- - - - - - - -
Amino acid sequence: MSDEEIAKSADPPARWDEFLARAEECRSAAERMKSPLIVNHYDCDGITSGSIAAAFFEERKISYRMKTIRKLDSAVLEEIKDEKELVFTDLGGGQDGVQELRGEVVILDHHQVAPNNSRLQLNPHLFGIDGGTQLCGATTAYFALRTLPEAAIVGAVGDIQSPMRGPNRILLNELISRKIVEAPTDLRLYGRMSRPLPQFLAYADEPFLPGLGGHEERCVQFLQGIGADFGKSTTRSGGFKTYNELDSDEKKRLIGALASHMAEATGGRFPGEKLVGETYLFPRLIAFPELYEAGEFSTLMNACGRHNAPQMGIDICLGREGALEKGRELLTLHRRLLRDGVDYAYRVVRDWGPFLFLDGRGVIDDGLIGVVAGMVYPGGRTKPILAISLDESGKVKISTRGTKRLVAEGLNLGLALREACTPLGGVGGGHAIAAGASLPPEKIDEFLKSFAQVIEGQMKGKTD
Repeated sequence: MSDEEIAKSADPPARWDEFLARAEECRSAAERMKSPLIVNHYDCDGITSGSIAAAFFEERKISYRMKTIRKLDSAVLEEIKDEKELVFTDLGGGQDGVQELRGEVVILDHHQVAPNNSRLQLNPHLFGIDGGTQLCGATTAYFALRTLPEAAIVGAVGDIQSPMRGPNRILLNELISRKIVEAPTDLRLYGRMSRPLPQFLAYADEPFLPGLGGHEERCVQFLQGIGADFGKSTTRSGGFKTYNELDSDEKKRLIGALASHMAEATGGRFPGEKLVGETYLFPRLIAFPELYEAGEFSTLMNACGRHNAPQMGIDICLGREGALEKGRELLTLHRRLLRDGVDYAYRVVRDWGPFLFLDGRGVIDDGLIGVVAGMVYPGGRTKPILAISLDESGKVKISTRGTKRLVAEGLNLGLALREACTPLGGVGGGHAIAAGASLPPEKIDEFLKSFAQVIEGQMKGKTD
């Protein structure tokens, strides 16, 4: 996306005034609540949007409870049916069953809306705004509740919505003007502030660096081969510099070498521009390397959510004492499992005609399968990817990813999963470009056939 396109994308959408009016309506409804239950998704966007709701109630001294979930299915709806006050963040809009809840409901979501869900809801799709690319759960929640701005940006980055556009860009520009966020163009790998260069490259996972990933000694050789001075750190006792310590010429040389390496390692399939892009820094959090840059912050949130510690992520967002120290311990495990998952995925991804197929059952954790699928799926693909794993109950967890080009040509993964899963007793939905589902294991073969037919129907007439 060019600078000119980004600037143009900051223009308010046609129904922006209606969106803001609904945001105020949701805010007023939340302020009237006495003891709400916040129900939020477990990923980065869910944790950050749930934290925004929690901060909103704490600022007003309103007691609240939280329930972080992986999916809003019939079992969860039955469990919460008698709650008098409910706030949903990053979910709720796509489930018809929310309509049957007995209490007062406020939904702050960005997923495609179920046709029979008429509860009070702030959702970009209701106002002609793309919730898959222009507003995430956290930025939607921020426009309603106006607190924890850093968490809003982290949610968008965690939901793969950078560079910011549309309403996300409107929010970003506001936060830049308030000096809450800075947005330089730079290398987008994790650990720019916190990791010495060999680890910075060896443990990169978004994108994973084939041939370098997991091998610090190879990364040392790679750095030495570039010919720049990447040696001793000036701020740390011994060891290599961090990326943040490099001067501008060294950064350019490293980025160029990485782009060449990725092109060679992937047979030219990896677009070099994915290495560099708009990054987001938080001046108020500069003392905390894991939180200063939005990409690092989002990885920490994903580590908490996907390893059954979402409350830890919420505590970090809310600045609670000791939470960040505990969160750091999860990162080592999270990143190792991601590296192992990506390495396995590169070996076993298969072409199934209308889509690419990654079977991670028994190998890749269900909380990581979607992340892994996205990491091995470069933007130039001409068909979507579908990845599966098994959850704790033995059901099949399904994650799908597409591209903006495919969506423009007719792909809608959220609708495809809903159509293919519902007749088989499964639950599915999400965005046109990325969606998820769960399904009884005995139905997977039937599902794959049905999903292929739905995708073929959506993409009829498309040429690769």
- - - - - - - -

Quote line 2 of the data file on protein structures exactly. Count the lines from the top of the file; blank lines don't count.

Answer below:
Repeated sequence: MSDEEIAKSADPPARWDEFLARAEECRSAAERMKSPLIVNHYDCDGITSGSIAAAFFEERKISYRMKTIRKLDSAVLEEIKDEKELVFTDLGGGQDGVQELRGEVVILDHHQVAPNNSRLQLNPHLFGIDGGTQLCGATTAYFALRTLPEAAIVGAVGDIQSPMRGPNRILLNELISRKIVEAPTDLRLYGRMSRPLPQFLAYADEPFLPGLGGHEERCVQFLQGIGADFGKSTTRSGGFKTYNELDSDEKKRLIGALASHMAEATGGRFPGEKLVGETYLFPRLIAFPELYEAGEFSTLMNACGRHNAPQMGIDICLGREGALEKGRELLTLHRRLLRDGVDYAYRVVRDWGPFLFLDGRGVIDDGLIGVVAGMVYPGGRTKPILAISLDESGKVKISTRGTKRLVAEGLNLGLALREACTPLGGVGGGHAIAAGASLPPEKIDEFLKSFAQVIEGQMKGKTD